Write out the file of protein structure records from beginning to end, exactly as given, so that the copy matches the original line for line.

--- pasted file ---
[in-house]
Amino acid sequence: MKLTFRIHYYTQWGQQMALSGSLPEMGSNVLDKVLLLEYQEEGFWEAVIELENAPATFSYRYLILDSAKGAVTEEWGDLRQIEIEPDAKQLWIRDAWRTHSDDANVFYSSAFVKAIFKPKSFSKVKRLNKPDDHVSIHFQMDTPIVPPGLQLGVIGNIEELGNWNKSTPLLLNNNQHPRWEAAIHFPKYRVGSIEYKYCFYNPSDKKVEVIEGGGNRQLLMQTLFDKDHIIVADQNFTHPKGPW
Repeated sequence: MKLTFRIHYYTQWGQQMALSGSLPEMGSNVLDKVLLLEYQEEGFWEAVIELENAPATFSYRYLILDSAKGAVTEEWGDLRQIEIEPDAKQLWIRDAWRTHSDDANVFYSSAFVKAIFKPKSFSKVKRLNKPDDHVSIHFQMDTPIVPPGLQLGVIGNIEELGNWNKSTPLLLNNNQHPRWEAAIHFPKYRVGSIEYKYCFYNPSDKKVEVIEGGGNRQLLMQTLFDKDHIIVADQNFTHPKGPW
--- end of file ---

[in-house]
Amino acid sequence: MKLTFRIHYYTQWGQQMALSGSLPEMGSNVLDKVLLLEYQEEGFWEAVIELENAPATFSYRYLILDSAKGAVTEEWGDLRQIEIEPDAKQLWIRDAWRTHSDDANVFYSSAFVKAIFKPKSFSKVKRLNKPDDHVSIHFQMDTPIVPPGLQLGVIGNIEELGNWNKSTPLLLNNNQHPRWEAAIHFPKYRVGSIEYKYCFYNPSDKKVEVIEGGGNRQLLMQTLFDKDHIIVADQNFTHPKGPW
Repeated sequence: MKLTFRIHYYTQWGQQMALSGSLPEMGSNVLDKVLLLEYQEEGFWEAVIELENAPATFSYRYLILDSAKGAVTEEWGDLRQIEIEPDAKQLWIRDAWRTHSDDANVFYSSAFVKAIFKPKSFSKVKRLNKPDDHVSIHFQMDTPIVPPGLQLGVIGNIEELGNWNKSTPLLLNNNQHPRWEAAIHFPKYRVGSIEYKYCFYNPSDKKVEVIEGGGNRQLLMQTLFDKDHIIVADQNFTHPKGPW